The lid crunched as Peter screwed it back on. Val tipped some of her ashes back into his hands and then they all became still, waiting for a suitable break in the traffic. At this hour, the M6 was mostly lorries and vans, but with every passing minute the volume of Audis, BMWs and Range Rovers increased as the west Midlands commuters accelerated through the bitter morning.
‘We’ll just throw ever such a tiny bit,’ Val said, mindful of creating a danger to other road users. In these conditions, she’d repeated since leaving the house, in these conditions the safe stopping distance would be at least seventy-five meters, and she would not be held responsible for causing a hazard.
Now, standing by the railings, she looked wildly at Rachael and Peter.
‘It was his favourite motorway,’ she said, her voice breaking.
They opened their hands and let go. Terry’s dust didn’t plummet into the traffic as Val had feared, but was snatched horizontally away from them, whipped into thin cloudy columns which stretched and curled over the hard shoulder towards the junction with the M54. The road to north Wales.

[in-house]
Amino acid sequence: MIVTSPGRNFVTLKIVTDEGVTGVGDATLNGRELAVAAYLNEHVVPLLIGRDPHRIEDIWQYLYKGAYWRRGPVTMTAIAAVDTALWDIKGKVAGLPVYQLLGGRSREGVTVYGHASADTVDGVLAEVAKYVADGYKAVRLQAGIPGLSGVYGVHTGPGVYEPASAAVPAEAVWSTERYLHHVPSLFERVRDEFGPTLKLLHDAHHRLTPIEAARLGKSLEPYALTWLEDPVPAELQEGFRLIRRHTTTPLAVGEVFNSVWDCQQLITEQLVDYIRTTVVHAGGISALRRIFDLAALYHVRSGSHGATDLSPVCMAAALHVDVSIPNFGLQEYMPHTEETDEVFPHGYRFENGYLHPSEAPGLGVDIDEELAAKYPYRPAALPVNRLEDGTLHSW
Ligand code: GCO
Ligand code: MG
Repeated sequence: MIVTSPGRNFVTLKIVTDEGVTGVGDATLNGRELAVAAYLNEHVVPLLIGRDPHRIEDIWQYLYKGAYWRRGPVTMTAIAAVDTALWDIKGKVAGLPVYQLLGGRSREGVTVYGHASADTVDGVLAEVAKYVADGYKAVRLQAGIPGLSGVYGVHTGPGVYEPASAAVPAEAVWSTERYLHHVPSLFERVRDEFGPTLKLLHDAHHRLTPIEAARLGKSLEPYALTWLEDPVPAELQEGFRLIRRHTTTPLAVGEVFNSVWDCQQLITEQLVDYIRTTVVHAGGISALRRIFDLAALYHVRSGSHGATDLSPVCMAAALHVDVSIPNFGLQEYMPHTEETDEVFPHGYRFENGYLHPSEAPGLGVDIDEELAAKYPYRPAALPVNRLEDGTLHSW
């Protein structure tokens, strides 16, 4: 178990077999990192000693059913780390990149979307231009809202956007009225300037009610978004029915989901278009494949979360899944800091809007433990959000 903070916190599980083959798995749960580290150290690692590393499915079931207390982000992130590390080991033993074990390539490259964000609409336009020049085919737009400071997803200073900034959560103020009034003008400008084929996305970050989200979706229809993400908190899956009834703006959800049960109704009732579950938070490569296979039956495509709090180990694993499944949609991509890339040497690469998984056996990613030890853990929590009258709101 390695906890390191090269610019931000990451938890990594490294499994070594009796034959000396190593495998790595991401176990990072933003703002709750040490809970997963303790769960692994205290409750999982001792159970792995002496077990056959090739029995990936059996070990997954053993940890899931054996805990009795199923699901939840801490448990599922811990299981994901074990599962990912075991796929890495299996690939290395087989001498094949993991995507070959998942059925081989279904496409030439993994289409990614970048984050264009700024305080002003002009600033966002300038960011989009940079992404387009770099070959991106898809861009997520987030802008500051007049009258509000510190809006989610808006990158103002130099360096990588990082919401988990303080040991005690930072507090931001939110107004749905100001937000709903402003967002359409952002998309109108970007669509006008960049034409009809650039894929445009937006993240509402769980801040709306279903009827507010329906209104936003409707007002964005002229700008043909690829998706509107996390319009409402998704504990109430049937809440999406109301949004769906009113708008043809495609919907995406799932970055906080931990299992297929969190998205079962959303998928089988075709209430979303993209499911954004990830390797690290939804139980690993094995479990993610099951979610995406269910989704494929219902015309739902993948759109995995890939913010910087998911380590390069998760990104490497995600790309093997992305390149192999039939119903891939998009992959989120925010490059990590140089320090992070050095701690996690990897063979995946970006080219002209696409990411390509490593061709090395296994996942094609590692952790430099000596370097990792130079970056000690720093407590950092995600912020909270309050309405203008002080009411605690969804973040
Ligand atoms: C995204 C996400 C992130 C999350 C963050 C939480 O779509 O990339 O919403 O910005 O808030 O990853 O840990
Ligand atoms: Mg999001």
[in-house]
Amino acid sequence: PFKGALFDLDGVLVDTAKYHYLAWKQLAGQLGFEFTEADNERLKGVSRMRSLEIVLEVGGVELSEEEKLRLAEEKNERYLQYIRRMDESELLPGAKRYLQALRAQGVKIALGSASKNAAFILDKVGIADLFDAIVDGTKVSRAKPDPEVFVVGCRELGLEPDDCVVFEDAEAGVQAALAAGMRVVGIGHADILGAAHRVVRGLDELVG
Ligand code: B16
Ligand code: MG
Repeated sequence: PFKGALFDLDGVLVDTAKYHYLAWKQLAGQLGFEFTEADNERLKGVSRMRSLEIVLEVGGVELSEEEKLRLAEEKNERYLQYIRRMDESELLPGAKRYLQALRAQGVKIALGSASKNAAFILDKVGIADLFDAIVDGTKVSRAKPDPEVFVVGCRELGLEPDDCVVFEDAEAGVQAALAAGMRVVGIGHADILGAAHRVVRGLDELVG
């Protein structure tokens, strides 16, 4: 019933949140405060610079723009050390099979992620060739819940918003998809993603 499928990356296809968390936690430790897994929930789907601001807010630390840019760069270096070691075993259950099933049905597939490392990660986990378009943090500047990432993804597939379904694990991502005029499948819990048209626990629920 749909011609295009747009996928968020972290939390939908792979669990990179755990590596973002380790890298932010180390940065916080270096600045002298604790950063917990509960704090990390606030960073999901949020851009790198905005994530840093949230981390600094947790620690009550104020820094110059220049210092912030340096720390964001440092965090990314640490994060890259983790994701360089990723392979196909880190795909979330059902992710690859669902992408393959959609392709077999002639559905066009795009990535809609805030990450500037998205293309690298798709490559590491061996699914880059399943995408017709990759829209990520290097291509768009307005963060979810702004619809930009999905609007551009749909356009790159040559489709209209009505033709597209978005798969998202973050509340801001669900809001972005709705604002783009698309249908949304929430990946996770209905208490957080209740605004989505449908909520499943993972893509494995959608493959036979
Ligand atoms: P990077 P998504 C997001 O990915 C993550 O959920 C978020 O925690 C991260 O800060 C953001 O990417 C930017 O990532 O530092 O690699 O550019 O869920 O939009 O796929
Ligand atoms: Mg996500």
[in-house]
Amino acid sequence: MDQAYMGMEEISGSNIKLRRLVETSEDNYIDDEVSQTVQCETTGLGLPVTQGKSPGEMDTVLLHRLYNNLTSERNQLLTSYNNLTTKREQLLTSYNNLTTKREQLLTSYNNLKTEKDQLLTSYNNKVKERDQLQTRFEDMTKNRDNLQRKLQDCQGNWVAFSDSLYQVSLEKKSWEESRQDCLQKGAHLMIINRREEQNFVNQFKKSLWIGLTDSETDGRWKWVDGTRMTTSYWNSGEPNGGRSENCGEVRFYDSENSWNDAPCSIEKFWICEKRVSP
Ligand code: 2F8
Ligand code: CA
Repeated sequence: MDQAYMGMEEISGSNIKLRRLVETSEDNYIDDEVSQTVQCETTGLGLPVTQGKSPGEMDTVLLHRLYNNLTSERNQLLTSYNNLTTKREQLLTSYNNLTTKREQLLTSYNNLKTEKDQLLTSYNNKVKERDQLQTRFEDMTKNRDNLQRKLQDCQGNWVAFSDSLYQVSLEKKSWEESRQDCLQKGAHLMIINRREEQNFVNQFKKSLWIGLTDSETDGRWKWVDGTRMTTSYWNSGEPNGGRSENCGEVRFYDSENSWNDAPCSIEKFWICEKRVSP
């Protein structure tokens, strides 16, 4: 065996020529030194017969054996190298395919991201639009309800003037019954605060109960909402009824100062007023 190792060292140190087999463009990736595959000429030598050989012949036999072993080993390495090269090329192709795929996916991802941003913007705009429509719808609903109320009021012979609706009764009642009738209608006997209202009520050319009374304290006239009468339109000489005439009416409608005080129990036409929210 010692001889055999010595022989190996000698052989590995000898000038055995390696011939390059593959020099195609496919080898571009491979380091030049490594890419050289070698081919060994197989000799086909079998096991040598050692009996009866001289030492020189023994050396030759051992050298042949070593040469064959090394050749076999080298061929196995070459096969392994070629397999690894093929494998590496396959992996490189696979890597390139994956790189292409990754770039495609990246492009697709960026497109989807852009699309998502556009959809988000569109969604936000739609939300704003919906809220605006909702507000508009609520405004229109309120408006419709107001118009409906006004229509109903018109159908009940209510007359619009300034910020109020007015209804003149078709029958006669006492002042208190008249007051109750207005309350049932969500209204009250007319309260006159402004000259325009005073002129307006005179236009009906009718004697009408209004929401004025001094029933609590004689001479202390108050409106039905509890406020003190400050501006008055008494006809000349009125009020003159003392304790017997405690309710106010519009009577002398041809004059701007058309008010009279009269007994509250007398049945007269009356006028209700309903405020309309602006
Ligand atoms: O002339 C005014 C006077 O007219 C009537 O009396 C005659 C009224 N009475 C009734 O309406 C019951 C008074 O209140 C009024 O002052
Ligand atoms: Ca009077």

Val whispered something which Rachael could not hear. Drops of moisture collected on Peter’s moustache and the seagulls continued their incessant shrieking up above.
After a few minutes of what she hoped was a respectful silence, Rachael put her gloves back on and rested a hand on Val’s shoulder.
‘Perhaps he’s on his way to the caravan,’ she said, and instantly wished the words back, heat flooding her face. ‘No, no. I’m sorry. I meant -’
Val looked at her in bewilderment. Peter put the plastic tub back in the carrier bag, blinking hard.
Five minutes later the three of them had climbed down the steps and walked to where the Volvo was parked. Rachael sat in the back and let her breath steam up the window. Peter put on Radio 2 and drove at a steady fifty-five miles per hour for fifteen minutes.
The countryside was ugly in this part of the world. Flat, scrubby fields stretched to a horizon jagged with chimneys, tower blocks and steel pylons. Bone-thin ponies stood motionless beside barbed wire fences, and mile after mile of the roadside bramble was strewn with fluttering plastic.